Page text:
Drink Portugal in with all five senses

Drink Portugal in with all five senses

As one of the oldest countries in Europe, this is because Portugal is full of enduring sensory experiences. Sweet, fortified red wine. Secret 18th-Century Tart Recipe. Cool glazed tile covering every building surface. You can go from strolling the streets of the ancient city to hearty hikes around the Azores and Madeira Islands to savor the world-famous vineyards. Here we’ll take you through some of our favorite experiences to have in a country beloved for its port wine, laid-back vibe, and endless seafood. Drink Portugal in with all five senses.

Things to see in Portugal

Biblioteca Joanina and Livraria Lello: If books and the buildings that stack them are your things, make your way to Coimbatore and Porto. At the University of Coimbatore in central Portugal, you can stroll through the grand baroque salon purposefully built with conservation in mind. Teak doors, oak shelves, thick vault-like walls, and, yes, even a colony of bats help keep the historic works safe from insects and moisture.

If you’d rather take a book home, head to Porto to check out one of the oldest and most beautiful bookstores in the world. It is rumored that Livria Lello inspired both the Grand Staircase in Harry Potter Tales and the Floris & Blots bookstore. The look is magical and J.K. Rowling lived and taught in Porto for some time, so we believe it.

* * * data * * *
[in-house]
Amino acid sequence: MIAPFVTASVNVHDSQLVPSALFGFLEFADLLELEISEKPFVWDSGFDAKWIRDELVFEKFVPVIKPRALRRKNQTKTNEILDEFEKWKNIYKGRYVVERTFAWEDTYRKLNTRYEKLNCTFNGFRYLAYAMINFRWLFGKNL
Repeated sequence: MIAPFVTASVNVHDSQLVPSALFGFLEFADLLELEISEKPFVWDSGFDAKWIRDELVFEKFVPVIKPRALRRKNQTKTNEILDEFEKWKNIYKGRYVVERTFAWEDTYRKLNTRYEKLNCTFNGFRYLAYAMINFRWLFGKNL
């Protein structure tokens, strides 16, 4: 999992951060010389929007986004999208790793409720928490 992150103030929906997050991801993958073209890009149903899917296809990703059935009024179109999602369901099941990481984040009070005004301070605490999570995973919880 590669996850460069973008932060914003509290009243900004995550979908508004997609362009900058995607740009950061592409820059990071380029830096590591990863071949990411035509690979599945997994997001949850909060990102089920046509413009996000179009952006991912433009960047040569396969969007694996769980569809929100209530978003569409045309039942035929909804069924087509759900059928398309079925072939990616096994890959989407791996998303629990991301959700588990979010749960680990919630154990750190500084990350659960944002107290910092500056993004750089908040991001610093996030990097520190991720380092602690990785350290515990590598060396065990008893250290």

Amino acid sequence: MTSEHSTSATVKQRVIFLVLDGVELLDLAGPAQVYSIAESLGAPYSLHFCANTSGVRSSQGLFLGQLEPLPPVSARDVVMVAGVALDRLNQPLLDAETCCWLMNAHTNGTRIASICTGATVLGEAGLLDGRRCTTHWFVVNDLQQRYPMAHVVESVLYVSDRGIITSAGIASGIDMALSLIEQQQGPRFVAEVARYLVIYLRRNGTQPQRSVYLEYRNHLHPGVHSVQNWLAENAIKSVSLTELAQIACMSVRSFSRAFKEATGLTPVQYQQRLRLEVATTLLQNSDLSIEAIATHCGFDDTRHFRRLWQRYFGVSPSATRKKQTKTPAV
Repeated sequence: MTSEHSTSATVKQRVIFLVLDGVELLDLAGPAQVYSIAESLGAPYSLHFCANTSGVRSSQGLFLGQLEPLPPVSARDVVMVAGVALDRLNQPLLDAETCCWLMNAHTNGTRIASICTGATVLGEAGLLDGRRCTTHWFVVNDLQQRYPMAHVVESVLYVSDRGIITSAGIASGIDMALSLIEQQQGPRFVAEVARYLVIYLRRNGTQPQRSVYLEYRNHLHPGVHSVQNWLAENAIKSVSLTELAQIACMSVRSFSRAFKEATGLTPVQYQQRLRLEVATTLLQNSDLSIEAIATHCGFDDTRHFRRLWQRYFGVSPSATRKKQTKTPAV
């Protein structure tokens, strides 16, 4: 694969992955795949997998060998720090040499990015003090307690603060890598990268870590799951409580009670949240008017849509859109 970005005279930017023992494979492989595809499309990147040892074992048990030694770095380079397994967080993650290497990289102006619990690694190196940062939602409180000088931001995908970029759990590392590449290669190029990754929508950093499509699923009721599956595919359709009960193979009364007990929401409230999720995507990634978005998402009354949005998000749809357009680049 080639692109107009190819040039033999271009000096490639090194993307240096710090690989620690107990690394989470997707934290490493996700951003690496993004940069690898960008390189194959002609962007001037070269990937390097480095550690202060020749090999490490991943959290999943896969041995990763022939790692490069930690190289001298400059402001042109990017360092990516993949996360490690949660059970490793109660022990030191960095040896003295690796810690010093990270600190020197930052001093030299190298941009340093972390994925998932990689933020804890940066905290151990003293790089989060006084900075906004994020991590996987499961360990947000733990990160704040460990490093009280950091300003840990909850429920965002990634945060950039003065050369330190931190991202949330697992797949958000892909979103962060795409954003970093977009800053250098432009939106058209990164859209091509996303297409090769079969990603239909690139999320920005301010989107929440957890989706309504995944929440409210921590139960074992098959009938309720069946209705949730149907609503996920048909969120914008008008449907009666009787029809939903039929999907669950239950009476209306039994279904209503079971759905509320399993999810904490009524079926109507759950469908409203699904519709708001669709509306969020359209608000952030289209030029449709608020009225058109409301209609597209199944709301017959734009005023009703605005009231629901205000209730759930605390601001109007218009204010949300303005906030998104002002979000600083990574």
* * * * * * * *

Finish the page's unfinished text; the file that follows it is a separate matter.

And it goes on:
Golden Rocks and Hidden Grottoes: If you love rock formations (and who doesn’t?) then the geologically stunning Ponta da Piedade on the coast of Lagos is the place to be. These majestic rocks, carved by erosion, reach 20 m/65 ft in height. Around every corner, there is a hidden cove, rock arch, or sea stack surrounded by azure waters. Explore by foot, kayak, boat, or SUP, and then chill on the iconic Praia do Camillo.

Things to taste in Portugal

Ginjinha aka Ginja: Did you know that you can stand by the roadside for sour cherry liqueur served in edible chocolate cups? This is true! This cherished bit of tipple is made from ginja berries steeped in agardent alcohol for several months. When served you will be asked: Com where sem elas? The correct answer is com elas which means with a cherry in it. Just remember this isn’t a shot: Sip slowly and enjoy it.

Pastis de Nata vs Pastis de Belem: You can get pastis de nata all over Portugal but only the original is called pasteis de Belem. One thing is true about both: you will like the other. like forever. Invented by the Jerónimos monastery monks in the 18th century, these two-bite morsels exist thanks to an abundance of leftover yolk. The habits of starching nuns use up a lot of egg whites, leaving a lot of yolk for baked goods.

The original recipe is permanent and closely guarded by some of the family members running the Fábrica de Pastéis de Belém. The famous bakery just outside Lisbon puts out over 20,000 tarts a day! We recommend putting it in your mouth at least a couple of times.

Things to smell in Portugal